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Set up the equivalent of the math server on your personal computer

by Jonathan Gutow last modified Sep 25, 2020 03:29 PM

Instructions for installing Python, Jupyter and the python modules/extensions to duplicate the capabilities of the P-Chem Math Server.

1. Install Python

  • Linux
    • You are in luck, Python is installed by default.
    • Do make sure to use your OS update features to make sure you have the latest version.
  • MacOS
    • You are probably in luck, Python is usually installed by default.
    • Check that you have a version 3 install by opening a terminal and typing python3 --version on the command line. You should get a response of "Python 3.X.X" telling you exactly which version.
    • If you do not have a Python 3 installed go to the Python website (https://python.org), download and install the latest version for MacOS.
  • Windows
    • You are not so lucky, but as of last year Windows will at least respond with a pointer to one method of installing Python if you open a terminal and type python3 on the command line. I do not recommend using this installer.
    • To install, go to the Python website (https://python.org), download and install the latest version for Windows.

2. Install Jupyter

  1. Open a terminal and type pip3 install -U jupyter on the command line. This will install or update as appropriate a Jupyter installation on your computer.
  2. Make sure it worked. Type the command jupyter notebook. If it worked your browser should open to a familiar looking Jupyter directory listing. If it does not but lists some links try pasting one of those into your browser.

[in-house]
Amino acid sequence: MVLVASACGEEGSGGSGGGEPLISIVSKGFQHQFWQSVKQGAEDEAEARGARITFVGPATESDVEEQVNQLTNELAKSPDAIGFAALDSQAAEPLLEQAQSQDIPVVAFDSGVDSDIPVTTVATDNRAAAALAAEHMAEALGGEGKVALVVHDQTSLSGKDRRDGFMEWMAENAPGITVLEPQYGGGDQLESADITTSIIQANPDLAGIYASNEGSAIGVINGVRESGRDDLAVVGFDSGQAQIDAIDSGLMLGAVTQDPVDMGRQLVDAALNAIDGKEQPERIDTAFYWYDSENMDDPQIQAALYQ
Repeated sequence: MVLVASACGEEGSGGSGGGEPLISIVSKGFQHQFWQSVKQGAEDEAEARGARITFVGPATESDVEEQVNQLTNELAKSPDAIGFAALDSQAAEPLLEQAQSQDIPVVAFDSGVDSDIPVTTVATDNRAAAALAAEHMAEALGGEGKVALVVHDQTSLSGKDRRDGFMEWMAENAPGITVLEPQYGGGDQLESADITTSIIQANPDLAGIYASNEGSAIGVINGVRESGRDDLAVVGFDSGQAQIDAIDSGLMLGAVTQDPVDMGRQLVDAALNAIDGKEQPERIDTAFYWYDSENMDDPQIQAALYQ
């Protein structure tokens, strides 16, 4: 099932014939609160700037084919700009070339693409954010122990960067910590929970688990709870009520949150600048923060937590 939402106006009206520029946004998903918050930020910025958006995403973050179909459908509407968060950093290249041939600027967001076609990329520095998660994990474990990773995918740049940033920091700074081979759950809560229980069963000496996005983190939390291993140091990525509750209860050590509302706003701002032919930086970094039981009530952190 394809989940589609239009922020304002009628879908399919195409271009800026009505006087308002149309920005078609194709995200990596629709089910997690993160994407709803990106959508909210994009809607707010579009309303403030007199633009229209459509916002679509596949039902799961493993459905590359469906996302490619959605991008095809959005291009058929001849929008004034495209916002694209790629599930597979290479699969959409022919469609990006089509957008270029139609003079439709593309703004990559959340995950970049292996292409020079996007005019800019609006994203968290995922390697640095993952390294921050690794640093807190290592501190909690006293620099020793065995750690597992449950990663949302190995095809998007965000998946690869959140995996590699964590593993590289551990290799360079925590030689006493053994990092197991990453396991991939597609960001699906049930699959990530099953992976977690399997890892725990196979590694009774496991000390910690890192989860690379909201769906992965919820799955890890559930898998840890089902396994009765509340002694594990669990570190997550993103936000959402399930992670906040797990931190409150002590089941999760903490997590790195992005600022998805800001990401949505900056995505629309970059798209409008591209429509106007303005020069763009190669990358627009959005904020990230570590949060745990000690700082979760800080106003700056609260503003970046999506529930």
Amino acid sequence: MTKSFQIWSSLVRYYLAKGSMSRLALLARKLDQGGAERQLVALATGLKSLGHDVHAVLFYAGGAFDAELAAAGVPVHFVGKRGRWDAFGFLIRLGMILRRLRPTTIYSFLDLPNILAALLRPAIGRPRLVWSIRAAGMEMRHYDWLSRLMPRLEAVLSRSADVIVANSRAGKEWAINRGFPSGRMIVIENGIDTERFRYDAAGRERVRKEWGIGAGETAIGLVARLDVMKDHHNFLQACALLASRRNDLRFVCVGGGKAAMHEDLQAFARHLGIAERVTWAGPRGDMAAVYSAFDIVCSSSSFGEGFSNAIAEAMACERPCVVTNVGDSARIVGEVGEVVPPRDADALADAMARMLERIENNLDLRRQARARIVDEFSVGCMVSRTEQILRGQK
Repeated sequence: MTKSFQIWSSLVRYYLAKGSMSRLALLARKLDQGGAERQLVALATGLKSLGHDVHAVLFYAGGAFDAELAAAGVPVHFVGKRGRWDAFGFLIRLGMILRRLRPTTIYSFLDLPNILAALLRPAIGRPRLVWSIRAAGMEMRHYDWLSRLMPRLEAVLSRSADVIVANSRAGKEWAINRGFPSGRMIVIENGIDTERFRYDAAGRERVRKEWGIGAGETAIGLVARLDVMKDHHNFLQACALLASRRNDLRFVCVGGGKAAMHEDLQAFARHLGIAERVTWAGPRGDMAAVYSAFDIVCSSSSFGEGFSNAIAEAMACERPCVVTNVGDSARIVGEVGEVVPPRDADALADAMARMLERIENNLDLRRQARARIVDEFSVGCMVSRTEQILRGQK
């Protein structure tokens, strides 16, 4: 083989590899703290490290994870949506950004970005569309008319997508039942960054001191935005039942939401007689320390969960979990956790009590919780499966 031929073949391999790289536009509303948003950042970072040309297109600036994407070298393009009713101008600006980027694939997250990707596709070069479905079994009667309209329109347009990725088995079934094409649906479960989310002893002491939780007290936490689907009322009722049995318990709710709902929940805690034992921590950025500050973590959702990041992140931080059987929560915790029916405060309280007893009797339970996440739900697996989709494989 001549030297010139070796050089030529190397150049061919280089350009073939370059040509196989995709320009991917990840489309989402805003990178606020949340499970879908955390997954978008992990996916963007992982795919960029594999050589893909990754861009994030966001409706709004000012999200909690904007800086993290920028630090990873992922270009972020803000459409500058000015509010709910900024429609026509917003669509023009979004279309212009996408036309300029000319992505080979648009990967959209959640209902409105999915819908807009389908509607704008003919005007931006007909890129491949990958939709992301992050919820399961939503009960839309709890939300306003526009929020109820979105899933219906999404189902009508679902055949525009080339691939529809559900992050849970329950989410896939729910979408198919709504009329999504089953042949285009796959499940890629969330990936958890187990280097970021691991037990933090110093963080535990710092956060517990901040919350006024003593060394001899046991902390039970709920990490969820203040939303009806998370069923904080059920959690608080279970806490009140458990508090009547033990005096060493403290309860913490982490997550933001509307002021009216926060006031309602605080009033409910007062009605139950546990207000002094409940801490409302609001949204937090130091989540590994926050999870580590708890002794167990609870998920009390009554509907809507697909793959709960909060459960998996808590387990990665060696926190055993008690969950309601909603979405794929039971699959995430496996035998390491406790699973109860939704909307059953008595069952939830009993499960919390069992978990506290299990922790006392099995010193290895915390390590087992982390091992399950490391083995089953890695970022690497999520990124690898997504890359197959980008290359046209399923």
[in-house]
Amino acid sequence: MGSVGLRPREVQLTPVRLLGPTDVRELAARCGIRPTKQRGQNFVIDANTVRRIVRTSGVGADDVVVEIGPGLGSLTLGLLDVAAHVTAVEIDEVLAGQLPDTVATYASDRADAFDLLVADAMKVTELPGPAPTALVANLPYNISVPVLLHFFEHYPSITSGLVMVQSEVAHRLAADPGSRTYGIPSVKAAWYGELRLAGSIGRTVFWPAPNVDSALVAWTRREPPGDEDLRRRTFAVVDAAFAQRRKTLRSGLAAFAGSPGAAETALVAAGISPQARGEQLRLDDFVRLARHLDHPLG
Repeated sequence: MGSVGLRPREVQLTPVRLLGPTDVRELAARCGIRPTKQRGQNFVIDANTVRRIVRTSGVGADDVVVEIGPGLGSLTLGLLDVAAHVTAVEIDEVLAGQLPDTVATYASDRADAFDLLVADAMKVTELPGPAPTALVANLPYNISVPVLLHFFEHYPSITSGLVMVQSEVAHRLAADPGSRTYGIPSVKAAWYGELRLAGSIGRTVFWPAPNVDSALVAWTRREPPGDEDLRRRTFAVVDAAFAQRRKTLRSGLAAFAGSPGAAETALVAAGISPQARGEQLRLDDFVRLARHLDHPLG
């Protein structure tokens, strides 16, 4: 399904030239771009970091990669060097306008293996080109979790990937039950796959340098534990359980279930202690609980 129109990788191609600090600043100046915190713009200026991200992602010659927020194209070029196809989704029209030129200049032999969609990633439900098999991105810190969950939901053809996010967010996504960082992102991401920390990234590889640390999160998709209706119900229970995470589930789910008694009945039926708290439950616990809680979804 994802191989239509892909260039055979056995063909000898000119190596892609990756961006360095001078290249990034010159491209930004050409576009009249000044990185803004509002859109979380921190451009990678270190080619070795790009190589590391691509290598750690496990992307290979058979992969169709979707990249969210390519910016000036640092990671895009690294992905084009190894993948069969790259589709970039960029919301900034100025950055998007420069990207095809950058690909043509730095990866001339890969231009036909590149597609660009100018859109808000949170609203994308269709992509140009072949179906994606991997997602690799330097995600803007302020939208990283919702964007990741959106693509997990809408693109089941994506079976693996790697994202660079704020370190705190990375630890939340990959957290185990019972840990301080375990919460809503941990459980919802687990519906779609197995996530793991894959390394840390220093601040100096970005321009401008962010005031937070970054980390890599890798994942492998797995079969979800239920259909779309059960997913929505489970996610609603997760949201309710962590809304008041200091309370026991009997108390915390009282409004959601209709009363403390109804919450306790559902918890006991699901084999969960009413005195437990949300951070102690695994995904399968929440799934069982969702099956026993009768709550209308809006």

3. Congratulations, you now have a plain vanilla install of Python and Jupyter you can use for writing snippets of code.

3. Install the extra packages used in P-Chem

In P-Chem we use:

  • SymPy for symbolic algebra extended with
    • The development version of an extension for manipulating equations called Algebra_with_Sympy.
    • The development version of an extension allowing the typeset display of the Delta symbol (e.g. LaTeX: \bigtriangleupH) called DeltaSymbol.
  • jupyter-datainputtable for data input tables in worksheets.
  • Pandas for convenient manipulation of data sets (computations, plotting and I/O)
  • NumPy  for numerical manipulation of datasets, usually controlled by pandas.
  • matplotlib for plotting, usually controlled by SymPy or Pandas.
  • lmfit for fitting data.

Except for the SymPy extensions which are development versions these should all be easy to install if you successfully installed Jupyter.

Straightforward Installs

On the command line type: pip3 install -U sympy jupyter-datainputtable pandas numpy matplotlib lmfit . Once this works you can move on to the more difficult installation of the SymPy extensions.

Development version extension installs

  • Algebra_with_SymPy.
    • Use the link to go to the Github repository for this tool. Click on the green "Code" menu. Select "Download ZIP".
    • Decompress the ZIP file into the directory where you will be working with your notebooks.
    • Copy or move the file `algebraic_equations.py` out of the unzipped folder into the directory where you will be working.
  • DeltaSymbol.
    • Use the link to go to the Github repository for this tool. Click on the green "Code" menu. Select "Download ZIP".
    • Decompress the ZIP file into the directory where you will be working with your notebooks.
    • Copy or move the file `DeltaSymbol.py` out of the unzipped folder into the directory where you will be working.

You should now have a Jupyter + Python install that works the same as the one on the P-Chem Math Server.

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by Jonathan Gutow last modified Sep 25, 2020 03:29 PM